WASHINGTON – The Federal Aviation Administration (search) focused on the danger of explosives aboard planes rather than a suicide hijacking before the Sept. 11 attacks even though its own security officers warned terrorists might try to crash an airliner, a federal panel said Tuesday.
The FAA's Office of Civil Aviation Security (search) considered the risk of a suicide hijacking at least as early as March 1998, says the preliminary report by The National Commission on Terrorist Attacks Upon the United States (search).
The commission report acknowledges there was no specific intelligence indicating suicide hijackings would occur but says the FAA still had a responsibility to protect the flying public against such a threat.
The commission wrapped up two days of hearings that focused on aviation and border security lapses. The panel, which has been investigating the Sept. 11 attacks for a year and has held seven public hearings, wants Congress to extend its May 27 deadline by at least two months, saying it needs more time to review all the material.
At Tuesday's hearing, the commission provided documents showing the FAA was aware of the possibility of suicide hijackings but did not pass the information along to airlines.
In a presentation to airline and airport officials in early 2001, the FAA discounted the threat of a suicide hijacking because there was "no indication that any group is currently thinking in that direction." And when the agency issued a terrorism warning to air carriers in July 2001, it noted the risk of explosives inside luggage but did not mention suicide hijackings.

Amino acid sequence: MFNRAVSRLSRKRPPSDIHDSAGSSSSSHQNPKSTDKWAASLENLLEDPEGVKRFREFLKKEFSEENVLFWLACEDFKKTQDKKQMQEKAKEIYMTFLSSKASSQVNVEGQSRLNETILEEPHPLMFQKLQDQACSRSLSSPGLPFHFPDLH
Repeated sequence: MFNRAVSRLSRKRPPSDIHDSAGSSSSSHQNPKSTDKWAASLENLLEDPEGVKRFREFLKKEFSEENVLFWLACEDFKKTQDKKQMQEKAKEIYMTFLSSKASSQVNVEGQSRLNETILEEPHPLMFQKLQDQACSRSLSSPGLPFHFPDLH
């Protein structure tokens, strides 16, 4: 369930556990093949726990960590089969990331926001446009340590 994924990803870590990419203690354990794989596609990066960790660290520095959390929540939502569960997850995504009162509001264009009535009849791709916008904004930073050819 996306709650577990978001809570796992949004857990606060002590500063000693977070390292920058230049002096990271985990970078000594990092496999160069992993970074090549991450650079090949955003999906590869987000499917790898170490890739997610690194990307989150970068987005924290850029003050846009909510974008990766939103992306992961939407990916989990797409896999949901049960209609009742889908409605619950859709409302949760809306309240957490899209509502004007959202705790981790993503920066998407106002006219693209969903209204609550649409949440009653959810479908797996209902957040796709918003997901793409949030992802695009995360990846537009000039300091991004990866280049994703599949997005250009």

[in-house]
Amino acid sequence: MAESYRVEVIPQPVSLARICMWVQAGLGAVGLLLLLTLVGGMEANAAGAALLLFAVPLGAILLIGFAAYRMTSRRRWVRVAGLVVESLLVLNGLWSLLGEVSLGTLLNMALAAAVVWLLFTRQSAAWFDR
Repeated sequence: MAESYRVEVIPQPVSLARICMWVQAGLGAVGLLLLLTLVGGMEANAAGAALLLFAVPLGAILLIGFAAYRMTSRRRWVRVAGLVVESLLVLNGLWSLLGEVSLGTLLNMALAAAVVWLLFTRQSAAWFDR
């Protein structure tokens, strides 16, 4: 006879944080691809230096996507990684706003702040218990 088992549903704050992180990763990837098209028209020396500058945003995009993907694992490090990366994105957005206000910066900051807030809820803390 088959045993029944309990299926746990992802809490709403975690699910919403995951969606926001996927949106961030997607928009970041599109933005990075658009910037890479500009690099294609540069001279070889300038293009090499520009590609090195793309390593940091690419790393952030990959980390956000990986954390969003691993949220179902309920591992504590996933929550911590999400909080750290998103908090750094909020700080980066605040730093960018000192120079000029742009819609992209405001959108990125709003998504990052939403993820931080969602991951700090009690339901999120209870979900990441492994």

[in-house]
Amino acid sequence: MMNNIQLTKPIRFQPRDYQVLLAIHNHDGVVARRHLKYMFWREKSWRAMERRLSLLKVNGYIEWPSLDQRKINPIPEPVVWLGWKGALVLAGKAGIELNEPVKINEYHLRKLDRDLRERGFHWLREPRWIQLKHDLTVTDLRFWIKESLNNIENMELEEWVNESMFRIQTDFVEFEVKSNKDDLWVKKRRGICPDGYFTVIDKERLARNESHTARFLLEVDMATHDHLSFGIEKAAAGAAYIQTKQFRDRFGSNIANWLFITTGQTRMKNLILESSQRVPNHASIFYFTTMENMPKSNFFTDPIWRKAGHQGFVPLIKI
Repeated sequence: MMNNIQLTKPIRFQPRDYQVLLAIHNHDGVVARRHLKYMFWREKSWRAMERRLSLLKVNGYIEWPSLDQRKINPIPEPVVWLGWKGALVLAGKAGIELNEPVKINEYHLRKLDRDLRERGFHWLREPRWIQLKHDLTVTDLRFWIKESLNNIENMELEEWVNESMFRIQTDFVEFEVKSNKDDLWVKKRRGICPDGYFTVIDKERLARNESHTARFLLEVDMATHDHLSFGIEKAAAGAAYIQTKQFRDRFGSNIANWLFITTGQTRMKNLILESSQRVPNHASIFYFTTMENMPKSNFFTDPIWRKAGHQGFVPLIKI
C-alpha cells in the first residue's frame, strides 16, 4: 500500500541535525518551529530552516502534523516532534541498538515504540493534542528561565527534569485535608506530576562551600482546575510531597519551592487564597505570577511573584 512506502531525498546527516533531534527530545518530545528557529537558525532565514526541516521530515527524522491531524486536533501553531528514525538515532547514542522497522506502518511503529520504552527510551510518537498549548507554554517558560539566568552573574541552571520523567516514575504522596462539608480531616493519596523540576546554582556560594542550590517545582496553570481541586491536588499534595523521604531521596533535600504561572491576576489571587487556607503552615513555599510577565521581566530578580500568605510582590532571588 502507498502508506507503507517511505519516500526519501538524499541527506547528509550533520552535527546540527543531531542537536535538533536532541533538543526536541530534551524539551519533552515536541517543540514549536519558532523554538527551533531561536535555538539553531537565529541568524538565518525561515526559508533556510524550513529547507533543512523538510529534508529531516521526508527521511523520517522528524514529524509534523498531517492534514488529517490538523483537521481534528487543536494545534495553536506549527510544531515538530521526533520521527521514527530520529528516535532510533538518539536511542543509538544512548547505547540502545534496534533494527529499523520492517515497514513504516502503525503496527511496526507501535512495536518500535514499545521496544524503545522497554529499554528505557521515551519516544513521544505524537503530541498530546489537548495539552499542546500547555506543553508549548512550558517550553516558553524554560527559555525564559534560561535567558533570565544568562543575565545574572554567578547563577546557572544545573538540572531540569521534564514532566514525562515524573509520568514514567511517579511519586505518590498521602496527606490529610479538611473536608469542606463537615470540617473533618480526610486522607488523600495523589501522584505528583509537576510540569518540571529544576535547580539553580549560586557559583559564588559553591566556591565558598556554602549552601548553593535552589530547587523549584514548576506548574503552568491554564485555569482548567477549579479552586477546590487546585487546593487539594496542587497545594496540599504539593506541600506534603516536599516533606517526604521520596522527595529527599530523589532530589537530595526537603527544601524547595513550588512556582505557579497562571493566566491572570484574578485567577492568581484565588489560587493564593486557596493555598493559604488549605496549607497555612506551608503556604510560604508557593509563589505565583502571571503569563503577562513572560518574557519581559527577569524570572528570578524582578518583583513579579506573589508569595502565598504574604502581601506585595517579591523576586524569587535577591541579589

At a commission hearing, panel member Timothy Roemer read from an FAA document published in the Federal Register on July 17, 2001, stating that terrorism could occur "anytime, anywhere" in the United States and cautioning that the risk "needs to be prevented and countered."
"The dots are connected and they're large," said Roemer, a former Democratic congressman from Indiana. "Why didn't they result in a change in policy?"
Cathal L. Flynn, former associate administrator of civil aviation security at the FAA, responded that the agency only had a generalized sense of the risk and that security efforts were hampered somewhat by poor communication with the FBI.
"It isn't that we disregarded them. There were disconnects," he said. "How would you coerce a pilot to fly into a building that's got people in it? ... How would you do that? The notion of a full-fledged Al Qaeda member being a pilot ... did not occur to me."
Executives from United Airlines and American Airlines told the commission they rely on the FAA and federal agencies to provide guidance on aviation security as well as counterterrorism efforts. They proposed a more integrated security plan to improve coordination among federal agencies.
Other preliminary findings disclosed Tuesday by the commission:
— Nine of the 19 Sept. 11 hijackers had been stopped by the airlines for additional security screening.
— Weaknesses in airport screening of carry-on baggage in the 20 years prior to 2001 were rampant and widely reported in popular literature, which the hijackers apparently read and used to their advantage.
The 10-member, bipartisan commission was established by Congress to study the nation's preparedness before Sept. 11 and its response to the attacks, and to make recommendations for guarding against similar disasters.
On Tuesday, the panel also formally asked Congress to extend its deadline for a final report by at least two months, or to July 26, citing a need for full analysis of reams of documents and interviews with government officials about the disaster.
"As much as we have learned about the enemy, there is much more we need to learn about them," said former Indiana Rep. Lee Hamilton, the panel's vice chairman.